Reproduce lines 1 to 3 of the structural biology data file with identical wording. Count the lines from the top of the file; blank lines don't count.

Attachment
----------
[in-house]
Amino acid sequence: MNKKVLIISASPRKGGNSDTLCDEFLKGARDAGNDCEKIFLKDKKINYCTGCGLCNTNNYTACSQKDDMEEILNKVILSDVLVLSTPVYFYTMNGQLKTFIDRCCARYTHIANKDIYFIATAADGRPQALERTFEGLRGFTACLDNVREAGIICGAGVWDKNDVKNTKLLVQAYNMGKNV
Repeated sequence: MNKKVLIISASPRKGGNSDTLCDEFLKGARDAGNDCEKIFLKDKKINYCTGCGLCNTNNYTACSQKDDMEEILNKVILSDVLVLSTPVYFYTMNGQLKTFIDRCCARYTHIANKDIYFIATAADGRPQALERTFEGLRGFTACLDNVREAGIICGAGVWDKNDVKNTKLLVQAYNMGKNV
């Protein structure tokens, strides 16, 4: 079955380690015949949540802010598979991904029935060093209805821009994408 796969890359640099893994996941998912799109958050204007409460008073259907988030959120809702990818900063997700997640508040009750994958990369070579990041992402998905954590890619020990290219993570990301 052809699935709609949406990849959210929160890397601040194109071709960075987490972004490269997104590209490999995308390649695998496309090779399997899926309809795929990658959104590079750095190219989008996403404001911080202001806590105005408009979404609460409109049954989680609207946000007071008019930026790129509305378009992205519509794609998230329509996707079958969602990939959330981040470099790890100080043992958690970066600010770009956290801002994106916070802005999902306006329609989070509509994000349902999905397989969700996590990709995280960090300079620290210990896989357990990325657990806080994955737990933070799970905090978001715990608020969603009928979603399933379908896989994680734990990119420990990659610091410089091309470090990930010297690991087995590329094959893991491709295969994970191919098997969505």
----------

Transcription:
[in-house]
Amino acid sequence: MNKKVLIISASPRKGGNSDTLCDEFLKGARDAGNDCEKIFLKDKKINYCTGCGLCNTNNYTACSQKDDMEEILNKVILSDVLVLSTPVYFYTMNGQLKTFIDRCCARYTHIANKDIYFIATAADGRPQALERTFEGLRGFTACLDNVREAGIICGAGVWDKNDVKNTKLLVQAYNMGKNV
Repeated sequence: MNKKVLIISASPRKGGNSDTLCDEFLKGARDAGNDCEKIFLKDKKINYCTGCGLCNTNNYTACSQKDDMEEILNKVILSDVLVLSTPVYFYTMNGQLKTFIDRCCARYTHIANKDIYFIATAADGRPQALERTFEGLRGFTACLDNVREAGIICGAGVWDKNDVKNTKLLVQAYNMGKNV